For those writers who’ve gotten short fiction rejected (aka every writer), I recently learned something that might help put it all in perspective.Continue reading
A writer creates a piece of horror fiction. To stand a chance of getting it out there, there must be some sort of potential readership. And for it to end up in readers’ hands, it must be published.
These three very different but essential components bring us to the question: Is horror fiction art, entertainment, or business?
Remember back in school when the teacher would give you one of three grades on a test: 100%, 80%, or failing?
Yeah, me neither. But that’s exactly what we authors and readers are up against with the 5-star rating system common to Amazon, Goodreads, and elsewhere.
TRIGGER WARNING: Non-ideological discussion of every trigger warning I can think of.
Now that you’ve been cautioned, dark reader, I want to start off by admitting that I don’t have a problem with trigger warnings. I fully understand that some people have been traumatized by certain life experiences, and to read about them can make them feel anything from discomfort to extreme distress. And in my own writing, I’m completely willing to provide trigger warnings for any editors or publishers who ask for them.
But as a reader I don’t have much use for them, especially in horror, as dark fiction for me is about pushing through the shadow into the light. Personally, I’ve found that refusing to explore something that scares me only makes it loom larger in my life. Yet, mostly, I tend to skip them because I like to avoid anything remotely resembling a spoiler.
So, while I totally get the point of trigger warnings and honor those who advocate for them, the tricky question that no one wants to answer is: What subjects qualify?
On episode #36 of Josh’s Worst Nightmare Oddcast, host Josh Schlossberg gets decadent with Nicholas Kaufmann, author of THE HUNGRY EARTH, as they marvel at the impermanence of organic matter.
Stream or download on Podbean or a variety of podcast platforms.
Not long ago, I messaged a horror fiction “gatekeeper” to thank them for their work and to ask if they’d be open to reading more indie horror authors. They responded by listing a few well-known names they were promoting, including one whose “Big 4” published novel had years ago been made into a popular Hollywood movie. And then basically told me that all good writers eventually become famous, which is when this person will read and share their work.
As an author, editor, small press publisher, and reader, everything I write about horror fiction is a conflict of interest. That being said, I also have the privilege of seeing the landscape from a variety of perspectives. On top of that, I’ve interviewed scores of writers, followed their careers, and listened to podcast after podcast with some of the biggest names in the genre. The one thing most of them have in common? They were thinking about giving up until that one big break.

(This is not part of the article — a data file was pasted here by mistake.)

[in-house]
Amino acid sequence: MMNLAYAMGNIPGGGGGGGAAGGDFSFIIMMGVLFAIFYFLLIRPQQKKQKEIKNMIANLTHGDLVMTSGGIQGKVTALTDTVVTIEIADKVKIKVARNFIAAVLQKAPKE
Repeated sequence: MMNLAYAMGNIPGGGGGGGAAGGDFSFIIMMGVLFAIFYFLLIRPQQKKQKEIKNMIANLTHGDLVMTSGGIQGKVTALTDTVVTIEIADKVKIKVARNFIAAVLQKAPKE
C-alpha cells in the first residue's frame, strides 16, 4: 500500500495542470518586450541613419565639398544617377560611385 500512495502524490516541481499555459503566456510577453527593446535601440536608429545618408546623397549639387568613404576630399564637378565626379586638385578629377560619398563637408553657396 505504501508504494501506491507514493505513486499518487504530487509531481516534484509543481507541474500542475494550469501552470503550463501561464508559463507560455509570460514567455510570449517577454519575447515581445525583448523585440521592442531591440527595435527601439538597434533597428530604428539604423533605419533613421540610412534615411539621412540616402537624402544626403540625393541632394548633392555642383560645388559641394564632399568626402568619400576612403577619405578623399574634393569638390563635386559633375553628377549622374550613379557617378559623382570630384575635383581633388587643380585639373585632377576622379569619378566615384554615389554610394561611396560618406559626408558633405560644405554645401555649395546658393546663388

After years of processing this information, I believe I’ve come up with the essential elements for getting one’s horror book published and selling. I call them the three “CONS,” as in: CONTENT, CONTACTS, AND CONTEXT.Continue reading
I’ve been “seriously” writing horror fiction for the last six years. During that time, I’ve had a bunch of short stories and one novella published, edited and/or published three anthologies, and just finished a brand-new novel. I also co-founded Denver Horror Collective, a horde of over fifty horror authors helping one other spread the horror.
As a weirdo, my fiction tends to be a bit “unconventional.” Therefore, it’s not been easy to get the products of my mind through the mainstream literary gatekeepers, which is why I’ve so often built my own gates.
For instance, my latest book is a Jewish ecological folk horror novel, and I truly feel it’s the best thing I’ve ever written. Although publishers wouldn’t touch my previous two novels, I believe this one is far more marketable and way less controversial. Yet two rejections I’ve gotten thus far—one from an agent, the other from a publisher—are total head-scratchers.Continue reading
The second-most common question a horror author gets after, “Where do you get your ideas?” is, “Can you make any money doing this?”
The short answer is, “No.” The slightly longer answer is, “Not really.” But the honest answer is, “It depends.”Continue reading
On episode #9 of Josh’s Worst Nightmare, host Josh Schlossberg taps into the reptilian brain with Bobby Crew, author of DINING WITH DEVILS, to make ssssssensssssse of the role of snakes in horror fiction.
Stream or download HERE.